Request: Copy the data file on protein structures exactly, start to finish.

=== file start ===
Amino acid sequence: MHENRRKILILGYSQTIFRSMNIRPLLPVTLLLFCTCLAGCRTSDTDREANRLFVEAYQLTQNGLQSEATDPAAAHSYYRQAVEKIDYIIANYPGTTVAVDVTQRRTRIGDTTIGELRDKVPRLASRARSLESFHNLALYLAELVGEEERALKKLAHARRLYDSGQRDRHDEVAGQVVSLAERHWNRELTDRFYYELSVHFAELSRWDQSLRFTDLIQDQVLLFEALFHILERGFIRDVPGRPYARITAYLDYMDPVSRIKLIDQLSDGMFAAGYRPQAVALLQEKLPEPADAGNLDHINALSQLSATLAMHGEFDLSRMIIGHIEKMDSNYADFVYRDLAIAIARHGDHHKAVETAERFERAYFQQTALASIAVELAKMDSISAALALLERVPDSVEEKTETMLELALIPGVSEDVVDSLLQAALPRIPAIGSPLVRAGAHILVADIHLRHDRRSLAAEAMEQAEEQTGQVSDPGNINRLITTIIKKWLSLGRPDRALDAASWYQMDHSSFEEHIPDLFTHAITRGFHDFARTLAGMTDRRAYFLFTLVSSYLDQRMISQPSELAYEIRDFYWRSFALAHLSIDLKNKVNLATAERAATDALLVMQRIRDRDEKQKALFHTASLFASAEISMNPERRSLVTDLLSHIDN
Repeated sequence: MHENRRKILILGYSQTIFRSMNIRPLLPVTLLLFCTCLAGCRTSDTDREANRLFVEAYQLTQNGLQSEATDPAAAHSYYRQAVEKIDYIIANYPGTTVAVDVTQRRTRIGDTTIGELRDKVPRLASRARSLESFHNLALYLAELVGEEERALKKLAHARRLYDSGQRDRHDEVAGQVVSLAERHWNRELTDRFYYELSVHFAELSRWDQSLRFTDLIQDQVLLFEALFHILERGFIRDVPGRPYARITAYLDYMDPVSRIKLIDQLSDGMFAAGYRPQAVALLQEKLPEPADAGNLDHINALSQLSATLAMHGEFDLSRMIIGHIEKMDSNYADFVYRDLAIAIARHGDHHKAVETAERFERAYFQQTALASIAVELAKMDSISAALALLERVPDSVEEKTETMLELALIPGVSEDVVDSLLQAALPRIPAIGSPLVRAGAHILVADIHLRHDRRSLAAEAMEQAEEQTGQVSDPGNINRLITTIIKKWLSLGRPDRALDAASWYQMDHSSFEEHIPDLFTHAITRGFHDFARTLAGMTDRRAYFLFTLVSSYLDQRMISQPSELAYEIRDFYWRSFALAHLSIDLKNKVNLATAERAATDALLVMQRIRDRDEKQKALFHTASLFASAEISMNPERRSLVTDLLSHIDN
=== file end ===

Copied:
Amino acid sequence: MHENRRKILILGYSQTIFRSMNIRPLLPVTLLLFCTCLAGCRTSDTDREANRLFVEAYQLTQNGLQSEATDPAAAHSYYRQAVEKIDYIIANYPGTTVAVDVTQRRTRIGDTTIGELRDKVPRLASRARSLESFHNLALYLAELVGEEERALKKLAHARRLYDSGQRDRHDEVAGQVVSLAERHWNRELTDRFYYELSVHFAELSRWDQSLRFTDLIQDQVLLFEALFHILERGFIRDVPGRPYARITAYLDYMDPVSRIKLIDQLSDGMFAAGYRPQAVALLQEKLPEPADAGNLDHINALSQLSATLAMHGEFDLSRMIIGHIEKMDSNYADFVYRDLAIAIARHGDHHKAVETAERFERAYFQQTALASIAVELAKMDSISAALALLERVPDSVEEKTETMLELALIPGVSEDVVDSLLQAALPRIPAIGSPLVRAGAHILVADIHLRHDRRSLAAEAMEQAEEQTGQVSDPGNINRLITTIIKKWLSLGRPDRALDAASWYQMDHSSFEEHIPDLFTHAITRGFHDFARTLAGMTDRRAYFLFTLVSSYLDQRMISQPSELAYEIRDFYWRSFALAHLSIDLKNKVNLATAERAATDALLVMQRIRDRDEKQKALFHTASLFASAEISMNPERRSLVTDLLSHIDN
Repeated sequence: MHENRRKILILGYSQTIFRSMNIRPLLPVTLLLFCTCLAGCRTSDTDREANRLFVEAYQLTQNGLQSEATDPAAAHSYYRQAVEKIDYIIANYPGTTVAVDVTQRRTRIGDTTIGELRDKVPRLASRARSLESFHNLALYLAELVGEEERALKKLAHARRLYDSGQRDRHDEVAGQVVSLAERHWNRELTDRFYYELSVHFAELSRWDQSLRFTDLIQDQVLLFEALFHILERGFIRDVPGRPYARITAYLDYMDPVSRIKLIDQLSDGMFAAGYRPQAVALLQEKLPEPADAGNLDHINALSQLSATLAMHGEFDLSRMIIGHIEKMDSNYADFVYRDLAIAIARHGDHHKAVETAERFERAYFQQTALASIAVELAKMDSISAALALLERVPDSVEEKTETMLELALIPGVSEDVVDSLLQAALPRIPAIGSPLVRAGAHILVADIHLRHDRRSLAAEAMEQAEEQTGQVSDPGNINRLITTIIKKWLSLGRPDRALDAASWYQMDHSSFEEHIPDLFTHAITRGFHDFARTLAGMTDRRAYFLFTLVSSYLDQRMISQPSELAYEIRDFYWRSFALAHLSIDLKNKVNLATAERAATDALLVMQRIRDRDEKQKALFHTASLFASAEISMNPERRSLVTDLLSHIDN